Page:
As for market demand for Pre-Columbian art (as well as most forms of ancient art over the last five to 10 years) has been steady, Dodge said, but attributed much of that to his gallery’s growth and expansion. “Sadly,” he said, “I think the trend for the foreseeable future is a steady decline as the collector base ages. The typical collector is over 60 years old – with the average age certainly in the 70s. These older buyers are not being replaced with a younger buyer – at least not right now.”

Pre-Columbian pottery mask, 6¼inch tall by 6¾in wide. Sold for $6,150 at an auction Jan. 18, 2014. Image courtesy of DuMouchelles and LiveAuctioneers

Dodge added, “What we have seen is that typically younger people today have the resources to buy, just not the interest. They prefer experiences to objects. They aren’t looking to fill their houses up with pieces of art or history.  We have obtained literally hundreds of collections where the owner has died and the surviving children have no interest in anything in the collection. We find it sad, and not just from a potential revenue perspective.”

Anyone considering collecting Pre-Columbian art need to be mindful that condition reports for just about any object are essential. This is especially true for ceramics, but even applies to stone pieces.

ALPHONSE MUCHA: ART FOR LA BELLE EPOQUE

Alphonse Mucha, a Czech illustrator, painter, and graphic artist, lived in Paris during La Belle Epoque, a late 19th-century era associated with art and gaiety. After years of providing illustrative art to books and magazines, Mucha’s life took an unexpected turn. Legendary screen actress Sarah Bernhardt commissioned him to create an original theatrical poster for Gismonda, a Greek melodrama which she would star in and direct.

Gismonda, Sara Bernhardt, Alphonse Mucha, lithograph, 82 x 26.5”. Realized $8,500 + buyer’s premium in 2019. Image courtesy of Hindman and LiveAuctioneers

As color lithography advanced, Parisian advertising posters became more artful, giving graphic designers a welcome platform in which to exhibit their talents to potential customers. When Mucha’s soft-hued, elongated, goddess-like vision of Bernhardt was released, it caused a sensation. “…Paris woke up on 1895’s New Year’s Day to find the city plastered with this beautiful and hypnotic illustration, but by lunch, all had been removed and taken home by poster aficionados and fanatic Bernhardt fans,” writes Hyperallergic a contemporary online forum offering art perspectives.

At the time, only a handful of avant-garde artists had been creating similar, free-flowing designs. Yet due to a similarity of style, Mucha’s sylph-like maidens set amidst sweeping, swirling natural motifs became associated with those of the emerging Art Nouveau movement. In France, in fact, Art Nouveau became known as le style Mucha. Like Bernhardt, the illustrator had become a celebrity.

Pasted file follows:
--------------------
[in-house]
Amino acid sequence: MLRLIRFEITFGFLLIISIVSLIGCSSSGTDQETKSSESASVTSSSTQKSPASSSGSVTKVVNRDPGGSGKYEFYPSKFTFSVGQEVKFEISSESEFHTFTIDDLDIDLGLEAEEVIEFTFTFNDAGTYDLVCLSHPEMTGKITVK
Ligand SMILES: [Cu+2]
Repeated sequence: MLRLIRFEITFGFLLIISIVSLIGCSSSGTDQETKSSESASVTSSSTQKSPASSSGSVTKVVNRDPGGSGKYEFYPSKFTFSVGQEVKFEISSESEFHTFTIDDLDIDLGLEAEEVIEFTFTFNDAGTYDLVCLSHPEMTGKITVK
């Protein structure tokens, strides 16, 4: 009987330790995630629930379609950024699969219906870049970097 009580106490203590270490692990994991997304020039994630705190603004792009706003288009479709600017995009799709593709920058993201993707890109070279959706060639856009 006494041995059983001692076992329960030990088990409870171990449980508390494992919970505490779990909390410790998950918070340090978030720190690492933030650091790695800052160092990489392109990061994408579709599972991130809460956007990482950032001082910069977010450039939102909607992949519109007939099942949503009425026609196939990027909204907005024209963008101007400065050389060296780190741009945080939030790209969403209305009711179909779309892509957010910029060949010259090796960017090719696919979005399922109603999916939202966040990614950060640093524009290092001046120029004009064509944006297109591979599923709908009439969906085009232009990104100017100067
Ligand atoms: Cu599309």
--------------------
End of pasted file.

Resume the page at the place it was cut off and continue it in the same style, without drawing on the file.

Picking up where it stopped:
La Dame aux Camelias, Alphonse Mucha, La Dame aux Camelias, 30 x 8”, Imp. F. Champenois, Paris , 1896. Realized $13,000 + buyer’s premium in 2012. Image courtesy of Poster Auctions International and LiveAuctioneers

After Gismonda, Mucha went on to create theatrical posters portraying Bernhardt as La Tosca, La Dame aux Camélias, and Medea, knife in hand, towering above her slain son. Although executed in subtle pastels and golds, all are dramatic in spirit and substance.

Concurrently, Mucha produced numerous sets of decorative art posters. The Flowers, for instance, features four sensuous damsels, each amid sprays of blossoming irises, roses, carnations, or lilies. The Times of the Day depicts maidens in natural, sun-lit surroundings framed by flowery, ornamental openwork windows. The Moon and the Stars, on the other hand, shows them free of halos or alcoves, floating dramatically through dark night skies.

Summer, lithograph, Alphonse Mucha, 44.5 x 24.25”. Realized $750 + buyer’s premium in 2011. Image courtesy of Universal Live and Live Auctioneers

The Precious Stones series features four lithe maidens, each with an ensemble in matching amethyst, emerald, topaz, or ruby-hued eyes, robes, hair accessories, and Byzantine-like, halo-effect crescents. The Arts Series, a limited edition on vellum, celebrates aesthetic creativity with maidens and natural motifs nestled in circular alcoves. According to the Mucha Foundation, Dance is personified with falling leaves blown by a morning breeze; Painting, with a red flower encircled by daylit rainbows; Poetry, with an evening star at dusk; and Music with a birdsong at moonrise.

Alphonse Mucha Lefèvre-Utile biscuit company advertisement, designed for display at points of sale, 14 x 20 7/8”. Imp. F. Champenois, Paris. Realized $14,000 + buyer’s premium in 2010. Image courtesy Poster Auctions International and LiveAuctioneers

Mucha also produced an array of bright, eye-catching advertising posters for Nestle’s Food For Infants, Lance Perfum Rodo, Cassan Fils Printing Works, and railway services in Monte Carlo. He also designed enticing posters advertising La Belle Epoque indulgences like Benedictine Brandy, Moet & Chandon Dry Imperial Champagne, and Le Chocolat Ideal.